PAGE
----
I teach an online radio play and podcast class on Monday nights and spend most of the day prepping for it. It’s a very creative class but also intensely technical so by this point, I’m fulfilled but also a little frazzled. You know what that means. Poem time!
fries the eyes
and the mind
still, it's a
deep dive in
to lives of
Thanks for reading my blog! What’s your favorite podcast or radio play? -Connie
It was a beautiful day in Rockford. I know this because I looked out the window once or twice. For the most part, however, my eyes were glued to my manuscript and my buttocks were firmly planted in my seat; the same seat I am sitting in right now.
Connie: Buttocks, don’t be rude. Say hello!
Connie: Thank you, Buttocks. Dismissed.
Buttocks are confused and stay put. Connie changes subject.
I hope you like the picture. I took it yesterday at Rock Cut State Park. I’m using it for today’s blog entry because it’s a visual metaphor of my writing. Other than it being a dead tree, I don’t really know what I’m looking at, but I do like its shape and textures.
Writing all day isn’t a new sensation, but there is a special shame that accompanies me when a deadline is involved. That’s because other things get ignored in the process. Things like my chores and hydrating. My children. But the good news is I checked Facebook 14,097 times so at least I’m caught up there.
In case you are wondering what I’m writing: I am sharing scenes 3 and 4 of my full length drama Nothing Could Be Finer Than To Be In Southwest China at Tuesdays@9. I’m introducing a new character, Shan, with these scenes.
I hope you’ve enjoyed the peek into my process (and negligence). I suppose a haiku would have been a more economic approach.
guilt is worse than pain
when you spend the day writing
buttocks stuck to seat
That’s the long and short of it. Thank you for reading my blog. Inside or out, I hope you had a decent weekend. -Connie
When I was walking Willow this morning, I found an “empty” mourning dove eggshell and brought it home. I told Sam about it when I picked him up after Track this evening. He said, “Oh, I saw it on my way to the bus this morning.” When we got to our neighborhood, he asked me to pull over. He got out of the car and retrieved “his” shell. When we got to our backyard, I showed him “my” shell. I’m pretty sure they are sibling shells.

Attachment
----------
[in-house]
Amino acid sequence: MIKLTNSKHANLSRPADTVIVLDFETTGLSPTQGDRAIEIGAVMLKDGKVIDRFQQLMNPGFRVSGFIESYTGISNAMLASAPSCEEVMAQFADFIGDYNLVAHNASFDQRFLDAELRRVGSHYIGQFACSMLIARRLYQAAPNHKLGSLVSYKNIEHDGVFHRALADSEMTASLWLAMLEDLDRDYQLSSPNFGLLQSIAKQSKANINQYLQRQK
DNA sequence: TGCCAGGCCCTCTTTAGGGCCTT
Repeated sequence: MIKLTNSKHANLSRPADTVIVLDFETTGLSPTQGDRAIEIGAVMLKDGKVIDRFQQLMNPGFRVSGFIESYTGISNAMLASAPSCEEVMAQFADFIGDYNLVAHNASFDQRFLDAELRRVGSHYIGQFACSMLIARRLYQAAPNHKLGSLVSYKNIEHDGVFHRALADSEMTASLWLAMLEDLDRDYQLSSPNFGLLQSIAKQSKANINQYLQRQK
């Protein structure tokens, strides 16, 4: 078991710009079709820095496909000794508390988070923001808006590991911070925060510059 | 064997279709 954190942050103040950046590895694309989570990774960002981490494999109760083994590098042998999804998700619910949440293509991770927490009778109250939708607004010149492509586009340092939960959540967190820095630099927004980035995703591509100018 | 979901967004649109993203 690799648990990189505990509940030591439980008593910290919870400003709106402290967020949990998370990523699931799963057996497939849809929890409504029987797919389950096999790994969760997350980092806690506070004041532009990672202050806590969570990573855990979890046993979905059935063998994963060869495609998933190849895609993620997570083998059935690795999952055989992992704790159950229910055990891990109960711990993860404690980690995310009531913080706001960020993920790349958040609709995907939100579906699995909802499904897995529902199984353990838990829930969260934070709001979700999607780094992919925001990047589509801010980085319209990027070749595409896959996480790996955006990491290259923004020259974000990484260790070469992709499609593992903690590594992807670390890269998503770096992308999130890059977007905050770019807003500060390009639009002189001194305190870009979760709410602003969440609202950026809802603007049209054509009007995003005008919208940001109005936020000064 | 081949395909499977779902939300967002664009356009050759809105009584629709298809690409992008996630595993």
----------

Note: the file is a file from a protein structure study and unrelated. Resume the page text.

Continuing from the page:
I decided to write a sestina about the mourning dove massacre. A sestina is six stanzas with six lines followed by a 7th three-line stanza. Instead of rhyming, the last words of each stanza are repeated uniquely in the following stanza. The concluding stanza has to incorporate all six words in three lines. Iambic pentameter and repetition replaces rhyme in this kind of poem and the effect is supposed to be soothing and haunting. I’ll admit I got a little “creative” with the iambs.
Mr. Grackle broke and entered the nest
and the unborn doves never had a chance.
He ate the sleeping siblings for breakfast.
They say it's part of the life cycle
but it makes me sad for Mother Nature
though i'm not the only one in mourning
When the unborn doves were asleep in their nest
they had recurring dreams about eternal mourning.
Father felt them trembling beneath him at breakfast
while mother stole seeds scattered by wind's chance.
When she flew back he told her about the eggs' nature
and they both smiled and said this was a good cycle.
Predators won't accept birdseed for breakfast.
They say it goes against their nature
so they watch over someone else's nest
and secretly wait for their chance
to remind the world they're not morning doves, they're mourning
their doves, forever swept away in a gluttonous cycle.
One month later she laid another two eggs after breakfast.
This time they are leaving nothing to chance.
Father added a fresh border of twigs around the nest,
says it will protect them from the evils of nature.
He's feeling confident about this new cycle
but mother still spends her mornings mourning.
This morning the garbage trucks made their clamorous cycle
through the neighborhood, waking them up before breakfast.
She swears she'll poop on their heads when she gets the chance.
He smiles because he knows that's not in her nature;
her feathers ruffle but she's not going to leave that nest
until her world is filled with the coos of two new doves mourning
She's cranky because this is a frigid spring cycle.
Every morning they wake up to snow and ice in their nest
and neither of them want to go get breakfast
but she knows she needs it and being healthy is her only chance
to fulfill her true calling, her true nature
until then she is truly mourning, truly mourning...
Morning, she says, will never come. This is a terrible cycle!
She is tired and sore and he is bargaining with Mother Nature.
Please, he begs the goddess, give us another chance!
Let them live and I'll never skip breakfast
again and I'll always protect the nest.
Please protect us from eternal mourning.
Night cycles into morning and guess who is in the nest?
Little doves with mouths wide open expressing their mournful nature
Mother and Father say it's time for family breakfast
If you’re not up for a sestina, there are some shorties below that I wrote in between my parent-teacher conferences.
An untitled tanka.
the teachers and i
talked on the phone to discuss
my kids' potential
for achieving true success --
or were we just killing time?
An untitled haiku.
a constitutional right
An untitled senryu.
a free education is
yours for mis-taking
Here's a tanka about some (bad) advice I was given about how my kids should stay and 'give back' to Rockford. Give Back
who benefits most
when the next generation
never leaves home and
lives a manufactured life
cut from someone else's dreams
Here's a tanka about a local scholarship called The Rockford Promise.A Promise or a Threat
kids who maintain a three-point-
oh! free tuition!
if they matriculate at
a local institution
Thanks for reading! Did I mention it’s National Poetry Month? -Connie